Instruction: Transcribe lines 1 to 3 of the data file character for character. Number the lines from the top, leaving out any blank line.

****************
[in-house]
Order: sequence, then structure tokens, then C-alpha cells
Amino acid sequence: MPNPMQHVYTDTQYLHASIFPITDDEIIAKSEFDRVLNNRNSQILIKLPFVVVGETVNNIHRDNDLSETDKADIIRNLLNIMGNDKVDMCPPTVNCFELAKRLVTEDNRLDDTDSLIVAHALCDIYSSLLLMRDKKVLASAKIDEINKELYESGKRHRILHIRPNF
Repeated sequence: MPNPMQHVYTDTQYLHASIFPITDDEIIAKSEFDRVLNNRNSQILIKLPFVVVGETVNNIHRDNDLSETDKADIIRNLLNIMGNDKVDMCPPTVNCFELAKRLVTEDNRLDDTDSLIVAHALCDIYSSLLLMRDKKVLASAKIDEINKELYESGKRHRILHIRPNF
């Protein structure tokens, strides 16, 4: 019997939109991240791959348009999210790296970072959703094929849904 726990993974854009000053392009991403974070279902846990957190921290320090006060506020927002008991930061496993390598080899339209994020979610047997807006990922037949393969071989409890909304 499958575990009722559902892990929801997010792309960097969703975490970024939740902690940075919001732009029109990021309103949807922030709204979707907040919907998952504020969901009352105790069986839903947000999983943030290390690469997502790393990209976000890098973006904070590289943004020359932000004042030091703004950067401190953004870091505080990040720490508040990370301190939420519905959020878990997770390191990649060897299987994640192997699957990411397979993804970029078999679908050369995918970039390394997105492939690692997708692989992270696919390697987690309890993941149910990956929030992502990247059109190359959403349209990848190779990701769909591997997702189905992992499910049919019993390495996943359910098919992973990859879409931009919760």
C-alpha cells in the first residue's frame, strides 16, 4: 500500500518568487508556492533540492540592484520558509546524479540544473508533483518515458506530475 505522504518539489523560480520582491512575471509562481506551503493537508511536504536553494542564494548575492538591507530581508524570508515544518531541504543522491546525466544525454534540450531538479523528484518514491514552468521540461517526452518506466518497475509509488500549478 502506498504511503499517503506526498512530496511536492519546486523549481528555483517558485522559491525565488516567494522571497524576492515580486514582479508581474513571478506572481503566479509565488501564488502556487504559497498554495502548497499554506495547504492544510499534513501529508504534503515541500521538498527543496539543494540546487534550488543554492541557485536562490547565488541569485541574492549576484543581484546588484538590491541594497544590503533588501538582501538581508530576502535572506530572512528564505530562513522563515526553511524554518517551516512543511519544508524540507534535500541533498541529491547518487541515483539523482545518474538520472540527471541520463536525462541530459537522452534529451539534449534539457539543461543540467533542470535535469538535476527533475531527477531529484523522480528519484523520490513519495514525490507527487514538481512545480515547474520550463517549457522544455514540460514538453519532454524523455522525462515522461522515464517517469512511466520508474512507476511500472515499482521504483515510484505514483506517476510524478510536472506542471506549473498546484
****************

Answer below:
[in-house]
Order: sequence, then structure tokens, then C-alpha cells
Amino acid sequence: MPNPMQHVYTDTQYLHASIFPITDDEIIAKSEFDRVLNNRNSQILIKLPFVVVGETVNNIHRDNDLSETDKADIIRNLLNIMGNDKVDMCPPTVNCFELAKRLVTEDNRLDDTDSLIVAHALCDIYSSLLLMRDKKVLASAKIDEINKELYESGKRHRILHIRPNF